Issue 50

Hyper-productive Teams

Mădălin Ilie
Cluj Java Discipline Lead


Ahyper-productive team is the dream of every team leader. How cool would it be to apply a 10-step algorithm and create a team 10x more productive? Or tweak the team communication a little bit and get the team to the productivity nirvana? As we all know, things are not that simple. This paper will detail ways in which you can create a balanced and motivated team that knows its weaknesses and its strengths.

Before we start, I would like to clarify some things in order to set the right expectations. As mentioned above, you will not find any recipe on how to get to a hyper-productive team in 10 steps. If I possessed such an algorithm, I would be more famous than I am now. And, most importantly, this paper is targeting leaders and not managers. (If you have doubts about the difference between these 2 concepts, please find a visual representation below).

I do not know if you remember the Lost TV-Series, which was very cool some 8-10 years ago. Each episode started with the following disclaimer: "Viewer discretion is advised". This means that you are about to watch something that some people may object to, or which they may find disturbing or offensive. You take an informed decision if you continue to watch the show.

The same thing holds for the current paper: "Reader discretion is advised". This paper will contain explicit language like performance, productivity, lack of skills, metrics, etc. and some people may consider this to be from the "we don't talk about this" category.

When we talk about quality in software projects, we can tackle this issue from different perspectives. We can talk about process quality (Are you Agile or not? ), we can talk about testing quality, code quality, design and architecture quality. However, we rarely speak about people quality. And this is because, when speaking about individual performance, things get very personal. It is much simpler to discuss abstract and impersonal things like the ones mentioned above, but very hard to have concrete discussions about individual skills.

One of the most revealing book I've read about people performance in creative areas, like software development, is Daniel H. Pink's Drive. In a nutshell, the book compares Motivation 1.0 aka Carrots and Sticks - the simplest and most used way of motivating people: you do something good, you get a reward, you do something bad and you are punished; and Motivation 2.0 which is more complex and is based on the following 3 concepts: Mastery, Autonomy and Purpose. For creative work, after a certain point onwards, no matter how big the reward, you will not get the results that match it, but, on the contrary, increasing the reward tends to have negative effects on the outcome. This is why the focus should be on creating a working environment that favors collaboration, acknowledges people's expertise, offers people space to solve tasks autonomously and also offers a higher meaning to the work they do. Although the book is very resourceful in offering concrete examples on why Motivation 2.0 works, and why Motivation 1.0 is deprecated, it does not talk too much about creating a Motivation 2.0 work environment.

When speaking about team performance, there is also The Bus Factor: the number of people on your team who need to be "run over by a bus" before the project is in trouble. The more the factor is closer to 1, the greater the risk of not delivering the project on time.

Next, we will discuss how we can create a friendly Motivation 2.0 work environment so that we get to a Bus Factor far away from 1. However, instead of discussing subjective perceptions and heuristic ways, we will discuss objective evidence, mechanics-based, on how to create it.

Last year, at QCon, I attended a very interesting talk called "Treat your code as a crime scene". The author, Adam Tornhill, says that we should treat the version control system (git, svn, tfs) as a crime scene for the code itself and get valuable information regarding the code's behavior. This information can be used to take different decisions like: what is the best area to start refactoring the code base, where is the codebase heading or how is the team influencing the code design. The entire presentation strictly targeted code behavior. However, I also think that the version control system holds valuable information related to people's behavior.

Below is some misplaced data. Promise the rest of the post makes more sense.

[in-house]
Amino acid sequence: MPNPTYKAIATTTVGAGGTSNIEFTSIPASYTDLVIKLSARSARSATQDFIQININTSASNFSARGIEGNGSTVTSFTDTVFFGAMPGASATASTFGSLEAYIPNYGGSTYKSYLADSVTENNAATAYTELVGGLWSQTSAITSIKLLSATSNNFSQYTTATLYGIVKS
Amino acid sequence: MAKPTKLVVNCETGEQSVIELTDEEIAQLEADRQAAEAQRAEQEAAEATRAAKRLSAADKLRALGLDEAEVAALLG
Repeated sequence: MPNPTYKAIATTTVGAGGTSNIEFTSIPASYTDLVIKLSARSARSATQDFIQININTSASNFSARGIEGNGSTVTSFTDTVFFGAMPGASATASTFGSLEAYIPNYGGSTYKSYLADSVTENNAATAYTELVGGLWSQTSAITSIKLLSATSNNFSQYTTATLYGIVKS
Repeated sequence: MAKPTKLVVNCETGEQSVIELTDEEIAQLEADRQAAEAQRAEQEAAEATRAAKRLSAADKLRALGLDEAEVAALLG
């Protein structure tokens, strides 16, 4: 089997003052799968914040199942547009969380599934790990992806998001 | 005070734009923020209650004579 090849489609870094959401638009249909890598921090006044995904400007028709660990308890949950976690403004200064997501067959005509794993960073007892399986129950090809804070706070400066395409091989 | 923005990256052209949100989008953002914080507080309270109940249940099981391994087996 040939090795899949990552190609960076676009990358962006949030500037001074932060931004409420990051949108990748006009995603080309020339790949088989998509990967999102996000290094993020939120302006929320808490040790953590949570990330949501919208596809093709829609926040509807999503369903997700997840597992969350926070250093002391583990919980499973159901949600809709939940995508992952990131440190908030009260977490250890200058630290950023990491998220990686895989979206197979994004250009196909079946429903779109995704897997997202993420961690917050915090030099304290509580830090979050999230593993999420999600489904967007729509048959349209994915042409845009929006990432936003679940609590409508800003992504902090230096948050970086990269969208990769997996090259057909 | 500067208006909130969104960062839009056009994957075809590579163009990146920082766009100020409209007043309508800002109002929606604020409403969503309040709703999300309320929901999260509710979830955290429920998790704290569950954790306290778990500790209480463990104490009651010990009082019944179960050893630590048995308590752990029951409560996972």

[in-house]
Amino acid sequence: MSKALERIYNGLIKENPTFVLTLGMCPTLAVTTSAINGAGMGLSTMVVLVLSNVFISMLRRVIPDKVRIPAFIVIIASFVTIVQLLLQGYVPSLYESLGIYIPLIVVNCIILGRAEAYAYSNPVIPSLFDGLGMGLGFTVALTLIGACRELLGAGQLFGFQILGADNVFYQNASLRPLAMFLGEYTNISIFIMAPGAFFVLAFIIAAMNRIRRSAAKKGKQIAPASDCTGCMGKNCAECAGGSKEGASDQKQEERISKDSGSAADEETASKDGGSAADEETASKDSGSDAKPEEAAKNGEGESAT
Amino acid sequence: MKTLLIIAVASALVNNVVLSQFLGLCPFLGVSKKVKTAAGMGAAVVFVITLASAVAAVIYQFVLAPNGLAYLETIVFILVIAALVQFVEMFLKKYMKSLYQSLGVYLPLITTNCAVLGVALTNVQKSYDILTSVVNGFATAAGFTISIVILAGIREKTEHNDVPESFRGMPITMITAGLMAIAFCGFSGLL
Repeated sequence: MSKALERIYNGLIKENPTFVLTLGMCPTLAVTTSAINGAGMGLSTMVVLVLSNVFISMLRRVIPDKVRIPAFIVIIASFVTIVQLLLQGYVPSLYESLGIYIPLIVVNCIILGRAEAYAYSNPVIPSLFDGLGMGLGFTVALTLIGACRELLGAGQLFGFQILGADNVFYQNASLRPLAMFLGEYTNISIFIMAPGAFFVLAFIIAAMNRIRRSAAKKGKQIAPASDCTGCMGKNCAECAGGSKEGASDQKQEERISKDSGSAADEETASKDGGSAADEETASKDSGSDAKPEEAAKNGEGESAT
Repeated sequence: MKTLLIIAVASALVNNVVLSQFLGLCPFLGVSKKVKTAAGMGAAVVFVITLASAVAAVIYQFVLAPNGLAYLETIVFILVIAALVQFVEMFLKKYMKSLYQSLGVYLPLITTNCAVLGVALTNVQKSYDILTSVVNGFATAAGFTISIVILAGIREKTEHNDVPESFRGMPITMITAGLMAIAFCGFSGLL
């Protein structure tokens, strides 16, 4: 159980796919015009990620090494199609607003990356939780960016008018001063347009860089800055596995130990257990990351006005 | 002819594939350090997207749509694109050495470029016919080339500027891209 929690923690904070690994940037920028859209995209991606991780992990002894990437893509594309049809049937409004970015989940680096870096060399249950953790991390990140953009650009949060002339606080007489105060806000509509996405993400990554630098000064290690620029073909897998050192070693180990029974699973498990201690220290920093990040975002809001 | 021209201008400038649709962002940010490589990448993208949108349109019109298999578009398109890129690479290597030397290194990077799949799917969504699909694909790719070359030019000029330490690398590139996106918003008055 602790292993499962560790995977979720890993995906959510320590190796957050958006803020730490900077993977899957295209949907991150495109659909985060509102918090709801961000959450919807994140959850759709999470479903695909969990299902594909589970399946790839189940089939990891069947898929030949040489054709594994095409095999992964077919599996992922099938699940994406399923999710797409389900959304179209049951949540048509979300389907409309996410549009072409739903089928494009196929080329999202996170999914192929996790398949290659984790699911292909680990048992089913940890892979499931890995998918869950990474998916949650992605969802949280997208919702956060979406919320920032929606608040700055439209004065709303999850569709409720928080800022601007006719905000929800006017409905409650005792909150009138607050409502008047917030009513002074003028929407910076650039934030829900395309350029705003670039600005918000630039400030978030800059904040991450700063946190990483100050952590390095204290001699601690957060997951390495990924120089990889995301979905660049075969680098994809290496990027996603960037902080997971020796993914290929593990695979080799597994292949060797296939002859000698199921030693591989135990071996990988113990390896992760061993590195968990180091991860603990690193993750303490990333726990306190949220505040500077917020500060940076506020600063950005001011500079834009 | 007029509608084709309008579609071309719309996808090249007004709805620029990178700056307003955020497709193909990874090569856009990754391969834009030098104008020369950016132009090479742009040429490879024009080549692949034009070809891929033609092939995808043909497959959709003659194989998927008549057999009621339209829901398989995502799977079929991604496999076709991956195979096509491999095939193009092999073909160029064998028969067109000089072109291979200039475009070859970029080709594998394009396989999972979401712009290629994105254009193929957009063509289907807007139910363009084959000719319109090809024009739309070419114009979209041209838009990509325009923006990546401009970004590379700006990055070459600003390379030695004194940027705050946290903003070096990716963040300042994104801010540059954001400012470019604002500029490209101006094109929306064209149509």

Furthermore, we have a lot of systems (Jira, Sonarqube, Curcible, Jenkins) that produce valuable metrics. If we gather the metrics in one place, we will have even more valuable and more accurate information related to people's skills and behavior.

This paper focuses on how we can correlate the metrics and how we can identify team members' dysfunctionalities so that we can influence people's personal development into the right direction. I called these dysfunctionalities syndromes, so that I can present them into a "clinical" easy-to-track format.

The Runaway Syndrome or How to Identify Basic Gaps



Let us take an example in order to see how important context is. We consider unit testing and a fictional team called Transformers.

Identifying unit tests in the version control system can easily be done by name conventions: test classes either start or finish with Test. Mining the version control system we discover that Bumblebee wrote 6 unit tests over the past 4 weeks. What do you say? Is it good or bad?

As already mentioned, the context is essential. At first sight we might think that 6 unit tests is way too little for a 4 weeks period. It is like 1 test every 3 days. But what if the rest of the team members didn't write any test? This will make Bumblebee a unit testing champion!

The same principle applies to CSS, Javascript, SQL, configuration scripts or any other particular activity.

Going back to the Bus Factor, if the entire SQL code is written by a single person, what do you think will happen if that person leaves the team?

The same principles applies to even more complicated interactions like component specialization or business areas.

I Love My Job Syndrome or Monitoring Productivity

Metrics monitoring does not always have to search for gaps. We can also focus on positive areas like the current syndrome will.



Let us consider that Bumblebee wrote 200 lines of code (LOC) over the past 4 weeks. Can he be thought as a productive team member or not? We already learned our lesson - everything must be put in context. If the rest of the team members added 700 LOC, then Bumblebee is not in such a good position anymore.

Or is he? What if the rest of the team members only added boilerplate code and Bumblebee's 200 LOC are pure business logic?

But how can we measure this? Pretty simple. We can query the code quality monitoring systems like Sonarqube that offer this kind of information. So, we also add this on the diagnose section.

The Perfectionist Syndrome or Monitoring Refactoring